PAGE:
In a 1970 interview, John Lennon recapped The Beatles this way: We were just a band that made it very, very big.
Some 50 years on, the continued deification of the Fab Four has fascinated and at times frightened me. There are hundreds, if not thousands, of books exploring virtually every hair on the Mop Tops heads. Some are good, some are bad, and some just didnt need to be written.
Its this category in which Gillian Gaars 100 Things Beatles Fans Should Know or Do Before They Die fits. Gaar has produced a bucket-list book for Beatles fans. The book is targeted at well, thats a tough one. Aside from a handful of obscure nuggets, theres little information that isnt already available in other more comprehensive and compelling books (or Wikipedia, for that matter).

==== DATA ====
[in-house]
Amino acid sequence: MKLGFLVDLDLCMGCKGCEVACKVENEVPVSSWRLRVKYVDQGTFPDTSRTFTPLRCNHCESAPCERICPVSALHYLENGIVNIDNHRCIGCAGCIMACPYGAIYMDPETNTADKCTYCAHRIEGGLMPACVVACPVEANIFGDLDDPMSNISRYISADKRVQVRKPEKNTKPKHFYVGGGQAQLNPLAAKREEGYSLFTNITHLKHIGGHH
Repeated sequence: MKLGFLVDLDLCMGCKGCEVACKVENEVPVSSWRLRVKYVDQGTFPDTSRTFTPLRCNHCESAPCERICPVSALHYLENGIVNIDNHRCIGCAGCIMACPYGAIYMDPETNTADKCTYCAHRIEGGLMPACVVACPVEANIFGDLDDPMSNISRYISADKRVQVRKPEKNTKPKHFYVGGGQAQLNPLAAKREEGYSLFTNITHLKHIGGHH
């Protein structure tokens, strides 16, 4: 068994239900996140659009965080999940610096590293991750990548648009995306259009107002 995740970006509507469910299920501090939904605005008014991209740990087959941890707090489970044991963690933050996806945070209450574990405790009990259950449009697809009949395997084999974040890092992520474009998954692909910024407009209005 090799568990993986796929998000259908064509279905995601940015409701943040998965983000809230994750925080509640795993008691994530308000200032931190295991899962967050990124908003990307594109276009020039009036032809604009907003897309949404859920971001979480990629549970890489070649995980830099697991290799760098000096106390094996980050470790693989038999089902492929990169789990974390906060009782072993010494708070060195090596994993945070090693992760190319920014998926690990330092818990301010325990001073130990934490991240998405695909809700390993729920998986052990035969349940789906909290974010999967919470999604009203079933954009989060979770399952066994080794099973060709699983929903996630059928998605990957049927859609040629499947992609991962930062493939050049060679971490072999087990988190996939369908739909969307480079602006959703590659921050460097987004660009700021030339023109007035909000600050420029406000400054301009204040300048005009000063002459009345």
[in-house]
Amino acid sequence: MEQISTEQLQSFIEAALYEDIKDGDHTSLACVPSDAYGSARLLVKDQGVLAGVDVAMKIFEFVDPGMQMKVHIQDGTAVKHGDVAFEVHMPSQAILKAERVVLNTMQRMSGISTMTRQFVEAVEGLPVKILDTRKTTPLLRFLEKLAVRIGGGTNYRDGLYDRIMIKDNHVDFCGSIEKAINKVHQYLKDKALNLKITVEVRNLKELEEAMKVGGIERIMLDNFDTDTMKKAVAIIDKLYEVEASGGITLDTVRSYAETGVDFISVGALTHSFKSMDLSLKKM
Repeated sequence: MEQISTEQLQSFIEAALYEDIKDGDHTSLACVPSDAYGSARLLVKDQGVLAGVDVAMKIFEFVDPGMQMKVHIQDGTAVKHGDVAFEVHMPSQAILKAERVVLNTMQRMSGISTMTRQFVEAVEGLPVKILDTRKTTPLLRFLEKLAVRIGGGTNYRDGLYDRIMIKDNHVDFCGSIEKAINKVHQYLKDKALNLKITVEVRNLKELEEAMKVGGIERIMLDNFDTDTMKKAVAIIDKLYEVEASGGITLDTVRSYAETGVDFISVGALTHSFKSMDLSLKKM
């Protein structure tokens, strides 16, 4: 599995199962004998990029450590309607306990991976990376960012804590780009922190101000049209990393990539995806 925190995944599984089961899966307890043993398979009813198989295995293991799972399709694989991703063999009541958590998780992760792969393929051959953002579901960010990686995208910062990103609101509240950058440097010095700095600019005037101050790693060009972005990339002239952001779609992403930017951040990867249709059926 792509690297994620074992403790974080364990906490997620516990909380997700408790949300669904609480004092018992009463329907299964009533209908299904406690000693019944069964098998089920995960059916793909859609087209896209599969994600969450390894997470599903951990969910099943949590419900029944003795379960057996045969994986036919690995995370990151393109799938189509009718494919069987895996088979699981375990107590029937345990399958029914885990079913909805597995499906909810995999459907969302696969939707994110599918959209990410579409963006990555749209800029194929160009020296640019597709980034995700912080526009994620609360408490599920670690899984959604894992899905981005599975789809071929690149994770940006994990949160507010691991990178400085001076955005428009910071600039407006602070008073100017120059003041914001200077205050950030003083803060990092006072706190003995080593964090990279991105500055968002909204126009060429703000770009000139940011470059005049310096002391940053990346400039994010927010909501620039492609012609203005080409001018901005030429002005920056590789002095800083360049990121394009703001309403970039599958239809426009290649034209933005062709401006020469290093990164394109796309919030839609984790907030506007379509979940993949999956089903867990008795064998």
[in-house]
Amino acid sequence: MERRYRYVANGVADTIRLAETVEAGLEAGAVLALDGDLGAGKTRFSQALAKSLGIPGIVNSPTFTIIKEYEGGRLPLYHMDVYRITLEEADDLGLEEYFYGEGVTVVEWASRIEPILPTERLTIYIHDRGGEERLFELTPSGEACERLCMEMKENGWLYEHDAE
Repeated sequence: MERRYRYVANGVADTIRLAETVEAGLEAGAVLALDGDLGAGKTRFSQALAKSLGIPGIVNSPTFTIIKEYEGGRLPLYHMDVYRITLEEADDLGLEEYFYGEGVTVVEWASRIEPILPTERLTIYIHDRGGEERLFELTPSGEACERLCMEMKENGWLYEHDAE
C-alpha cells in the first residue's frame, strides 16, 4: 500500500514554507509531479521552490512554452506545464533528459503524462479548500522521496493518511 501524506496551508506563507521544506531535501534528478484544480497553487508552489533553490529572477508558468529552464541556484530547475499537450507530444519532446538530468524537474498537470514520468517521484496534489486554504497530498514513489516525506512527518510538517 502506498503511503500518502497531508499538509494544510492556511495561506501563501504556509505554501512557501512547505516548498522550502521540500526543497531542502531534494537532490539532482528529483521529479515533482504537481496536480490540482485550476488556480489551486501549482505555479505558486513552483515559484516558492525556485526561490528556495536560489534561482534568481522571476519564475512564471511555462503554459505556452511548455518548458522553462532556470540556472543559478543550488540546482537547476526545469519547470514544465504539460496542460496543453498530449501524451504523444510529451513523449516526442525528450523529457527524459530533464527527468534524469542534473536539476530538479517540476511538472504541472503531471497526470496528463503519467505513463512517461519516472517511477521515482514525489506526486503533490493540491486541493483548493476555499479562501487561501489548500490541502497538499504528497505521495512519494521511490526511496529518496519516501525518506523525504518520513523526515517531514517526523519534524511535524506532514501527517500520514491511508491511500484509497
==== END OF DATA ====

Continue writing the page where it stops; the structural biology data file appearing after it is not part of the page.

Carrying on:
If youre truly interested in learning about The Beatles phenomenon, youd do better with Bob Spitzs The Beatles, Hunter Davies The Beatles, Mark Lewisohns The Beatles Recording Sessions or my personal favorite, Cant Buy Me Love, by Jonathan Gould. Or just read Anthology, in which John, Paul, George and Ringo tell the story themselves.
Before an indignant Beatlemaniac takes me to Bungalow Bills woodshed, I get the contradiction (or hypocrisy, if you prefer) of an admitted Beatles aficionado blasting a book that summarizes the oft-told tale in easy-to-digest two-page chapters. My problem is not as much with Garrs style or accuracy as with how she answers the Why? test. And thats because she doesnt. Try as I might, I cant think of a good reason for this book to have been written when dozens of others already line Amazons virtual shelves.
100 Things is bathroom reading, at best.
One redeeming feature: At the end of many chapters Garr includes recommended titles for more information. In the case of this book, its best to go to the end first.